As we age, it becomes impossible to postpone the inevitable aging process. The female gender goes through menopause, our bones become weaker, and we are mostly unable to do most of the things we could do with ease when we were younger. One of the inevitable aging results, particularly for men, is hair loss. It affects about four out of five men that are above seventy.
Hair loss mostly begins at the age of fifty, but it manifests earlier in some men. Some men experience this condition, also known as alopecia, as early as thirty years or even earlier. So, it is safe to say aging is not the only cause of hair loss – there are many.
Of course, there are many viable solutions to pattern baldness, but you must first identify what the cause of your hair loss is. It is usually tricky identifying the real cause of the thinning or balding head at an early stage. However, when you study your dietary choices, lifestyle, health condition, and family history, you will have little to no difficulty identifying the cause. This is why most hair transplant clinics discourage transplants for young men.
It is quite advantageous to narrow down the potential causes of your hair loss, which is why we have written this piece. We will explore the common causes of hair loss in men, which will help you determine the most effective solution to yours.
Common Causes of Hair Loss in Men
Many factors are responsible for hair loss, and some may experience a combination of them. The common causes include:
This is the most common cause of hair loss in men, affecting about 80% of the male population. It can begin at any age but is more prominent in the older generation. It is a gradual journey to hair loss, which typically starts at the hairline.
Radiation therapy is a cancer treatment. It entails using radioactive energy to fight cancer cells and destroy them. However, it affects the hair follicles and causes thinning and stunted growth, resulting in temporary to permanent loss of hair.
In the name of hair care, we sometimes forget that we are dealing with delicate follicles, which can flourish even without the oils, conditioners, and shampoos we apply to our hair. We resort to hot combs, straighteners, and other artificial activities that end up weakening our follicles.
In addition to that, we also put our hair in tight ponytails or man buns that uproot the hair at our hairlines gradually, leading to a condition called traction alopecia.
This impulse control disorder results in partial to severe hair loss. It entails having an irresistible urge to pull at your hair – from your scalp, eyebrows, or even lashes. It could be a result of stress or habit. You know that what you are doing can result in hair loss, but you cannot help it.
Trichotillomania results in bare patches, which could be large or small, and sometimes, the hair cannot grow back as fast as it gets pulled out. You should see a specialist for ways to control this condition.
It starts when the hairline gradually recedes or thins and continues over time. As we age, the rate at which our hair grows slows—however, genetics results in pattern baldness in some men. Some begin to experience hair thinning, stunted growth, and shrinking follicles even at a young age.
The scientific reason for this pattern has not been discovered yet, but it is evident that this condition is inherited.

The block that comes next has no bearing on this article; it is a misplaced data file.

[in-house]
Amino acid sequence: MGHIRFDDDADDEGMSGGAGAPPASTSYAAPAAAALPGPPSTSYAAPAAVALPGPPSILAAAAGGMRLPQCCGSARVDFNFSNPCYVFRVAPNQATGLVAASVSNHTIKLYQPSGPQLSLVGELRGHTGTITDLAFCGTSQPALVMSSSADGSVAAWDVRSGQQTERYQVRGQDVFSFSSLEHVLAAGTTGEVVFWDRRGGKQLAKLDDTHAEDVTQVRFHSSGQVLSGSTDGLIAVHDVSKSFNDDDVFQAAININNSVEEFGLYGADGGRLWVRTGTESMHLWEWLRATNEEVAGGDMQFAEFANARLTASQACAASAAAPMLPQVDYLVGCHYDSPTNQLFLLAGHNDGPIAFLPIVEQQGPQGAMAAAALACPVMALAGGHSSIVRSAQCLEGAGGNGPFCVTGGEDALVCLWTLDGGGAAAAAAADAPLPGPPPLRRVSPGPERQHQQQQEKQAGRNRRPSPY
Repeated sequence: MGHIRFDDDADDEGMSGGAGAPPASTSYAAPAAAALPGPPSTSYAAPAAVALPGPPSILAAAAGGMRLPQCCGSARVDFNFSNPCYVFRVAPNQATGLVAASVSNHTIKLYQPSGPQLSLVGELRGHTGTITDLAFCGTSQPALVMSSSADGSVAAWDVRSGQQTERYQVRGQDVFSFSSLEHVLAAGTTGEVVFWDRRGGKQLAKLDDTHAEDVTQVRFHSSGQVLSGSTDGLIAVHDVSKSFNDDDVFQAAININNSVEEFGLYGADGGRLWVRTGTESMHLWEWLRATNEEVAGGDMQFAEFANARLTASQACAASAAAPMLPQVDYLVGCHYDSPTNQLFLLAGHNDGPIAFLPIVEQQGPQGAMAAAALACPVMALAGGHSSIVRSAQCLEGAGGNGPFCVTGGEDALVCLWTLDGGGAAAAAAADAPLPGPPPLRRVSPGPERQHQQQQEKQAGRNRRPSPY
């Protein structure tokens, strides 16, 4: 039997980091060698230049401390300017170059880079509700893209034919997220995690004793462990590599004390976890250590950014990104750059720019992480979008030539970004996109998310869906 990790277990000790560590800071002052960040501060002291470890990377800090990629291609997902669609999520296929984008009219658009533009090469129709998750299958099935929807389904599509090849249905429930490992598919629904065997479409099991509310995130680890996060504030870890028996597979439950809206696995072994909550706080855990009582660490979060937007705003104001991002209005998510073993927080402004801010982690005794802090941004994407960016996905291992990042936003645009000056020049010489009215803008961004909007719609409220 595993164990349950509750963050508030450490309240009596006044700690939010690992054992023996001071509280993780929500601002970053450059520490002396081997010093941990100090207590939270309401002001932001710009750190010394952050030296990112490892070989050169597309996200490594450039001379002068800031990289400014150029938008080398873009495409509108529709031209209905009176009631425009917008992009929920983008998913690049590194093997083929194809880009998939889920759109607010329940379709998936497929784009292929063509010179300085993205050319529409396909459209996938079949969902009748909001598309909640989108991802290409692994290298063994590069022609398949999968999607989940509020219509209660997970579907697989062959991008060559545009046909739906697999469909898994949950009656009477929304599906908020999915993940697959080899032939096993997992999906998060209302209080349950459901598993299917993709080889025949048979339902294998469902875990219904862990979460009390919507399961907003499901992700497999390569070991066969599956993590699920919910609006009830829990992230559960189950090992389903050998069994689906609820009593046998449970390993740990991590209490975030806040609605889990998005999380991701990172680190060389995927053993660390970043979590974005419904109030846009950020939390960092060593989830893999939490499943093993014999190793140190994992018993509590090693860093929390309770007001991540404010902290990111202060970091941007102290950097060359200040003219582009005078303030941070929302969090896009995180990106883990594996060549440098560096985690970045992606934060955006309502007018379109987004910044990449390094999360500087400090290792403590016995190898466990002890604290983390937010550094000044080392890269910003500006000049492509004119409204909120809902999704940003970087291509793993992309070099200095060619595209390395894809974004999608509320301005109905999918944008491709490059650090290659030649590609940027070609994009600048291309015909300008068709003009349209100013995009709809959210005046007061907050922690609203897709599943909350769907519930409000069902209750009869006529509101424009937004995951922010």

If you have been undergoing a great deal of stress, you may find that your hair also thins or recedes alongside. You may also experience hair loss after surgery, sickness, or severe emotional or physical distress. This sort of hair loss is not always permanent.
Some medical conditions also cause temporary hair loss. For instance, if you have anemia, you may begin to lose the density of your hair. Some medical conditions also have symptoms that include hair loss, like diabetes or lupus.
In addition, medications for some medical conditions may have side effects that affect your hair mass. If you are treating a heart condition, high blood pressure, cancer, arthritis, and depression, to name a few, you may suffer from hair loss while taking your medications.
When you have a hair infection that you neglect, you may encourage hair loss. Conditions like ringworm, folliculitis, and Demodex folliculorum, among many others, may result in hair loss. However, the effect is not permanent, and your hair will begin to grow back after getting appropriate treatment.
The Immune System
Your immune system has been designed to fight external threats that find their way into your body. However, in severe cases, the immune system may mistake some of your cells or other parts of your body system as the external threats they have been designed to combat.
More often than not, your hair will grow back, but as long as the condition is still present, you may lose some hair repeatedly. This also extends to your hair follicles in some cases. This condition is called alopecia areata, and it occurs when the immune system attacks the hair follicles and results in the loss of patches of hair. It is not contagious, does not hurt, and will not cause sickness.
Did you know that your diet also contributes significantly to your hair growth? A balanced diet will give you healthy hair. But when you leave out some essential nutritive sources, like protein, you may experience hair loss. Most times, protein deficiency occurs during strict dieting.
The earlier you detect the cause of your hair loss, the better your chances of combating it. Sometimes, all you need is a change of lifestyle, like increasing your protein consumption, taking extra caution with hair care, and reducing your stress levels. Other times, you may have to seek medical help, especially for male pattern baldness, hair infections, and trichotillomania.